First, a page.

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Gene Expr. 2000;9(1-2):29-36.

Insight into the tumor suppressor function of CBP through the viral oncoprotein tax.

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Department of Biochemistry and Molecular Biology, Colorado State University, Fort Collins 80523-1870, USA.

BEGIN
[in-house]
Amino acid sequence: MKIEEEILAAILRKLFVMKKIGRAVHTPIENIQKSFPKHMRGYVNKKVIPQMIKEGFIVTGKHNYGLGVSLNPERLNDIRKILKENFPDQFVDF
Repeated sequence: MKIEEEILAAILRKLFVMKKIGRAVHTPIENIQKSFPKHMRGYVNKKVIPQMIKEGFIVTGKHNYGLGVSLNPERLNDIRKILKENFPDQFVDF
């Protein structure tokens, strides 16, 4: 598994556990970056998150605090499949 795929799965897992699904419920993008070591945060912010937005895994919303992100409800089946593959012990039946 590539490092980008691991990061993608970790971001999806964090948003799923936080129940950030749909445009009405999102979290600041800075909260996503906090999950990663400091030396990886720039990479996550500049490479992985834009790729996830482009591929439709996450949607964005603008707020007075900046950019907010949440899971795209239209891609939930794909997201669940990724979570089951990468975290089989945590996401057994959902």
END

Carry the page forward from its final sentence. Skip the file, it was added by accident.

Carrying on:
CREB binding protein (CBP) is a cellular coactivator protein that regulates essentially all known pathways of gene expression. The transcriptional coactivator properties of CBP are utilized by at least 25 different transcription factors representing nearly all known classes of DNA binding proteins. Once bound to their target genes, these transcription factors are believed to tether CBP to the promoter, leading to activated transcription. CBP functions to stimulate transcription through direct recruitment of the general transcription machinery as well as acetylation of both histone and transcription factor substrates. Recent observations indicate that a critical dosage of CBP is required for normal development and tumor suppression, and that perturbations in CBP concentrations may disrupt cellular homeostasis. Furthermore, there is accumulating evidence that CBP deregulation plays a direct role in hematopoietic malignancies. However, the molecular events linking CBP deregulation and malignant transformation are unclear. Further insight into the function of CBP, and its role as a tumor suppressor, can be gained through recent studies of the human T-cell leukemia virus, type I (HTLV-I) Tax oncoprotein. Tax is known to utilize CBP to stimulate transcription from the viral promoter. However, recent data suggest that as a consequence of the Tax-CBP interaction, many cellular transcription factor pathways may be deregulated. Tax disruption of CBP function may play a key role in transformation of the HTLV-I-infected cell. Thus, Tax derailment of CBP may lend important information about the tumor suppressor properties of CBP and serve as a model for the role of CBP in hematopoietic malignancies.

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